Today I'd like to say a few words about what isn't needed on a website, and about how leaving out some of the things that you think might be needed can actually make for a better user experience. But first, you'll need to have a look at a favourite site of mine. I've been visiting this particular site for months, and if you're at all into web development you've probably already seen it. The site is 'Today's Guardian' (or Observer, on a Sunday), created by Phil Gyford using the Guardian Open Platform. It's a brilliant example of how a great interface combined with a 'less is more' attitude to page content can result in a really great user experience.
Whoever heard of a newspaper site that didn't have a proper homepage, listing all of the main headlines? Well, it turns out that the absence of this well established feature, and an interface that makes flipping through the pages a joy, makes me want to do just that - flip from story to story until something catches my eye. There's no doubt that this is a less efficient way of 'consuming' the news, but do I really need to consume it? What about just enjoying it? Perhaps a rather disingenuous statement, but the point is that really great design makes being delighted by something as important as the efficiency of its function.
Too often both the designer/builder of a new site, not to mention the client paying for it, become consumed with the idea of cramming in as much functionality and as much information as possible. It's easy to see why: human nature tends to dictate a 'more is more' attitude in most of us, and there is the all-pervasive fear that the casual browser will become just another bounce statistic if they don't see exactly what they want as soon as the page loads. These concerns are not unfounded, and it would take a brave commercial enterprise to adopt as minimalist an approach to their site as is used on Today's Guardian.
I'm sure that on many occasions we do our users a disservice with this attitude, designing and building from a base assumption that all users are thick and impatient. However, it is an unfortunate fact of life that, much of the time, we are required to design for the lowest common denominator.
All this aside, and hopefully returning to my original premise, I am certain that there are aspects of this approach that can be applied more widely. Two of the key characteristics of a usable interface (of anything, not just a website) are that it should be easy to learn and easy to remember. The reason, I feel, that Today's Guardian succeeds as well as it does is that the control of the interface (via clicks on the left or right of the page, or using the cursor keys) makes sense on some fundamental level, even though I cannot recall encountering this kind of navigation on any other site. This, combined with the complete absence of anything else on the page that might confuse things, makes the whole thing easy to learn, and the simplicity of it makes it easy to remember.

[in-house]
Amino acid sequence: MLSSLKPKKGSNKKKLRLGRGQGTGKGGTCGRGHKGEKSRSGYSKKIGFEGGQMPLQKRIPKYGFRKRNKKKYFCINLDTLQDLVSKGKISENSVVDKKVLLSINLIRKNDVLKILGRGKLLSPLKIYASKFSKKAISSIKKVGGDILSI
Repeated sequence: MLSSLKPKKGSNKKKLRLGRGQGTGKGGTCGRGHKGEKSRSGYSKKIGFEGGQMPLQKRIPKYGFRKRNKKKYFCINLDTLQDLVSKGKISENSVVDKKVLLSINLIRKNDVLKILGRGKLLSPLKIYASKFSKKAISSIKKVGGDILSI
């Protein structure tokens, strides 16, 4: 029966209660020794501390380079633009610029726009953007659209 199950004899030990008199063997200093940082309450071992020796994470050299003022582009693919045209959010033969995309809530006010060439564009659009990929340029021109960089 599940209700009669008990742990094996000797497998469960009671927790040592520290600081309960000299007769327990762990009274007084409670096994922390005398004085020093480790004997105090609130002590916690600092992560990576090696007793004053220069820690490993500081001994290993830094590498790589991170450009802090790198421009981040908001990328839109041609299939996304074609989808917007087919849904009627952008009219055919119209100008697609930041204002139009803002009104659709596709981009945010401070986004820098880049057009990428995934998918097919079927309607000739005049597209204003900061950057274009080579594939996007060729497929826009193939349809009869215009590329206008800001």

So what can we take from this that might be applied in a more general sense? I believe that those of us designing and building for the web should:
Empathise with the potential user group, and try to think how they will think, but don't begin with the premise that they must all be dim.
Disregard any notion that information should be reachable in n clicks. Concentrate on the logic of the process. If it is obvious to users how they can get to the information or service they need, then the number of clicks involved is far less important.
- Design patterns are great, and can help make it obvious how to use a site. But that doesn't mean that we shouldn't keep trying new ways of displaying, navigating or guiding.
- Less 'clutter' on the page makes content easier to digest, content being easier to digest makes a site easier to use, and a site being easier to use give it a better chance of being a success.
To conclude then, there are many occasions in life when more is more: cake, and the displacement of a big-block V8 are two examples that spring immediately to mind. But when it comes to website design, what we leave out may be as important as what we put in.